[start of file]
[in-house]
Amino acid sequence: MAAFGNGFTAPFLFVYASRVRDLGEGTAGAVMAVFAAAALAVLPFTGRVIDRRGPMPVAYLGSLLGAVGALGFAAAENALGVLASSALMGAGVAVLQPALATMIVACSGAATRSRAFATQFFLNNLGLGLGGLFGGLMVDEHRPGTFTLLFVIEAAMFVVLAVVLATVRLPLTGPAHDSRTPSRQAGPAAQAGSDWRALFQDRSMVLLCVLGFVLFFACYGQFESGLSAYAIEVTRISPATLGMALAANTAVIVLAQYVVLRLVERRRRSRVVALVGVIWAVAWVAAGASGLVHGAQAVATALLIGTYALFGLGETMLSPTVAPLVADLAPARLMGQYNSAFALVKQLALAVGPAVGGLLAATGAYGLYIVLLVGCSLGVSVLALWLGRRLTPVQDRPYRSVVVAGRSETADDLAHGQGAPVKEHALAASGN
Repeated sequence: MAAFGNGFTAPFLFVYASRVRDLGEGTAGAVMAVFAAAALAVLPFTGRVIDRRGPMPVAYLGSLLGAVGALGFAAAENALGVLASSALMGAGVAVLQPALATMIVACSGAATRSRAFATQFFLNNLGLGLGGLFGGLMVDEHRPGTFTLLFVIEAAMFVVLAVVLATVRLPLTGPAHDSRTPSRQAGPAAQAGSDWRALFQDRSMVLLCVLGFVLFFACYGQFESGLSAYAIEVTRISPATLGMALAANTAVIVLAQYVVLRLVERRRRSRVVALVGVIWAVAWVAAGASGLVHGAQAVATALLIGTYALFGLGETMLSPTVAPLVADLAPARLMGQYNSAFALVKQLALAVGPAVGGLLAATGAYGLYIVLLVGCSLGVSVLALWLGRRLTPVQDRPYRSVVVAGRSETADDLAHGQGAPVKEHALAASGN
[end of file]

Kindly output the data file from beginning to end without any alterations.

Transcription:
[in-house]
Amino acid sequence: MAAFGNGFTAPFLFVYASRVRDLGEGTAGAVMAVFAAAALAVLPFTGRVIDRRGPMPVAYLGSLLGAVGALGFAAAENALGVLASSALMGAGVAVLQPALATMIVACSGAATRSRAFATQFFLNNLGLGLGGLFGGLMVDEHRPGTFTLLFVIEAAMFVVLAVVLATVRLPLTGPAHDSRTPSRQAGPAAQAGSDWRALFQDRSMVLLCVLGFVLFFACYGQFESGLSAYAIEVTRISPATLGMALAANTAVIVLAQYVVLRLVERRRRSRVVALVGVIWAVAWVAAGASGLVHGAQAVATALLIGTYALFGLGETMLSPTVAPLVADLAPARLMGQYNSAFALVKQLALAVGPAVGGLLAATGAYGLYIVLLVGCSLGVSVLALWLGRRLTPVQDRPYRSVVVAGRSETADDLAHGQGAPVKEHALAASGN
Repeated sequence: MAAFGNGFTAPFLFVYASRVRDLGEGTAGAVMAVFAAAALAVLPFTGRVIDRRGPMPVAYLGSLLGAVGALGFAAAENALGVLASSALMGAGVAVLQPALATMIVACSGAATRSRAFATQFFLNNLGLGLGGLFGGLMVDEHRPGTFTLLFVIEAAMFVVLAVVLATVRLPLTGPAHDSRTPSRQAGPAAQAGSDWRALFQDRSMVLLCVLGFVLFFACYGQFESGLSAYAIEVTRISPATLGMALAANTAVIVLAQYVVLRLVERRRRSRVVALVGVIWAVAWVAAGASGLVHGAQAVATALLIGTYALFGLGETMLSPTVAPLVADLAPARLMGQYNSAFALVKQLALAVGPAVGGLLAATGAYGLYIVLLVGCSLGVSVLALWLGRRLTPVQDRPYRSVVVAGRSETADDLAHGQGAPVKEHALAASGN